We surveyed over 100 people who happen to live in the four major metropolitan areas where M+R has offices (New York, Boston, Oakland, and DC, if you or someone you know is looking for an exciting career opportunity).

It became strikingly clear that in the Bay Area**, brunch does not have a clear definition, let alone the rituals and routines that would help to define a viable “brunch culture.” While some restaurants will serve you eggs after 11, you likely won’t be there to eat them. Only 15% of Bay Area participants reported attending a brunch in the last year, citing “smoothie and a hike,” or “East Bay potluck” as alternative options.

New York participants insisted that if you know, you can find something good, with a low wait time, great food, AND a dog-friendly environment. Data is inconclusive on what one must know for this to be true, as no participant was willing to elaborate. Thus, we cannot report with statistical significance that New York outperforms other cities, though every single participant from this area insisted that New York is the best place for brunch and also for everything else, but that it’s impossible to “get it” until you actually live there.

Beyond that, results were fairly consistent across our other cities. You likely will need a reservation, but not always. Brunch isn’t earlier than 11, but is often later. Restaurants are always trying to get you to order some strange variant Eggs Benedict with unorthodox ingredients like crabcake or sriracha honey or quick-pickled jackfruit, which always sounds better than it ends up being.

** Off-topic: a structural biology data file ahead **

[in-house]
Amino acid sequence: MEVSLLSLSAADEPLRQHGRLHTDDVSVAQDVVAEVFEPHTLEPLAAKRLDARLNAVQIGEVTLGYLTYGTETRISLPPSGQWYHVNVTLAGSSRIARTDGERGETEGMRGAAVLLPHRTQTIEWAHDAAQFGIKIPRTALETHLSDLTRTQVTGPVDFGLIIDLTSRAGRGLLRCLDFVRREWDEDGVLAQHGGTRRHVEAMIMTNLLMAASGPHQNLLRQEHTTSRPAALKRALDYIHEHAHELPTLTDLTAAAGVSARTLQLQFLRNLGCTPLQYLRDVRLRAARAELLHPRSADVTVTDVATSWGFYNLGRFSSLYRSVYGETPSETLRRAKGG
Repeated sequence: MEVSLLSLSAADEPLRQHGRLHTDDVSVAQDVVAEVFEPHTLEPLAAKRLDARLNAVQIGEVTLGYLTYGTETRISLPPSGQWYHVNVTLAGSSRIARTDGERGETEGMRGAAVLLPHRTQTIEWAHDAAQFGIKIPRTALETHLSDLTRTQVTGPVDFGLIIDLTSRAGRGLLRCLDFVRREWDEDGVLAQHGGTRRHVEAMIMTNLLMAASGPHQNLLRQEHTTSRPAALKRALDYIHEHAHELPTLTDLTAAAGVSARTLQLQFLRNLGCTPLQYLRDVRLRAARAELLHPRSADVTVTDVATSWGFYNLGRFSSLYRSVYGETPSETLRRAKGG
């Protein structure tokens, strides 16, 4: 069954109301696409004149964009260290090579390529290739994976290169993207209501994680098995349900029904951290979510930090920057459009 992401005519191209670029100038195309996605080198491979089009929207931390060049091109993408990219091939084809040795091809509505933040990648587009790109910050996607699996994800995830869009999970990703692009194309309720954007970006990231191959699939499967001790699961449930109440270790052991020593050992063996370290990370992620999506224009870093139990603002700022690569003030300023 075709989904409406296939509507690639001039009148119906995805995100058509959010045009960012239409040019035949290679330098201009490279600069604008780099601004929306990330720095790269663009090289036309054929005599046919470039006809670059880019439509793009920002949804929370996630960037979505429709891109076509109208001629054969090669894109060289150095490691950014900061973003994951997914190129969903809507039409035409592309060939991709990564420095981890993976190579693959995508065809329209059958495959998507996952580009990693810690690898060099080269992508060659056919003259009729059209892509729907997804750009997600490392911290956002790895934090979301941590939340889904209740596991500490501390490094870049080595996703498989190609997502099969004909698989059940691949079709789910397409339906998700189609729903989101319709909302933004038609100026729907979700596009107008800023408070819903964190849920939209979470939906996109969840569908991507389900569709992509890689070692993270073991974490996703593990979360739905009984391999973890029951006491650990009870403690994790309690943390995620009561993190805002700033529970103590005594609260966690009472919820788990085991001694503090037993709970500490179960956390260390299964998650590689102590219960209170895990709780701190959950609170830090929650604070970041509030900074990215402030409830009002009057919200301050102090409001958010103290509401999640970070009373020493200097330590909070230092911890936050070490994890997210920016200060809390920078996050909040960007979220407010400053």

In the end, we found no single approach that will guarantee an exceptional, or even satisfactory, brunching experience. It’s up to all of us to keep striving, keep searching, and keep texting our friends to say we’re going to be a little late.

Maggie McCarthy, M+R Associate and lead analyst for the Brunchmarks Study: “All I can say is thank goodness I live in New York. Brunch before 12 is a cardinal sin.”


Well after we concluded our data collection and analysis, breaking news from St. Louis caused us to reassess the very nature of brunch, and to reconsider whatever optimism we might have had about the future of human civilization. We are referring, of course, to the outrageous and obscene practice of slicing bagels like sandwich bread.

While this shocking revelation came too late to influence this year’s Brunchmarks Study, we look forward to exploring the implications further in next year’s edition. And we promise you this: the perpetrators will be brought to justice.


If you’re looking for the 2019 M+R Benchmarks Study, you’re in the right place… but not the right day. Check back on April 25!

There were many cooks in the kitchen for the 2019 M+R Brunchmarks Study, including:

Amy Peyrot, Vice President:  Lead writer and instigator
Maggie McCarthy, Associate: Data collection and pancake sampling
Theresa Bugeaud, Director of Data Analytics: Granted us permission to use a pie chart as long as it is in a comedic setting
Theresa Bugeaud, Director of Data Analytics: Still made us reformat the chart labels because she takes data visualization very seriously

If you are interested in joining this group of hard-working, data-crunching, brunch-loving communicators, marketers, fundraisers, and campaigners, check out our open jobs.

*For the purposes of this study, avocados, tomatoes, fruit salad, and parsley garnishes were all considered vegetables regardless of botanical classifications. Celery was counted toward alcohol, not vegetables, when part of a Bloody Mary, along with that thing where they just start putting whole green beans and like twelve olives and a radish in there. Mushrooms in an omelette would have been counted as a vegetable, but why would we order that when French toast is an option?

**It is apparently important to note that most of our Bay Area participants hail from Oakland. They claim this is a significant qualifier and demanded that we include this footnote. Everyone else just kind of rolled our eyes like we do when they talk about “the 101” or how good In-n-Out supposedly is.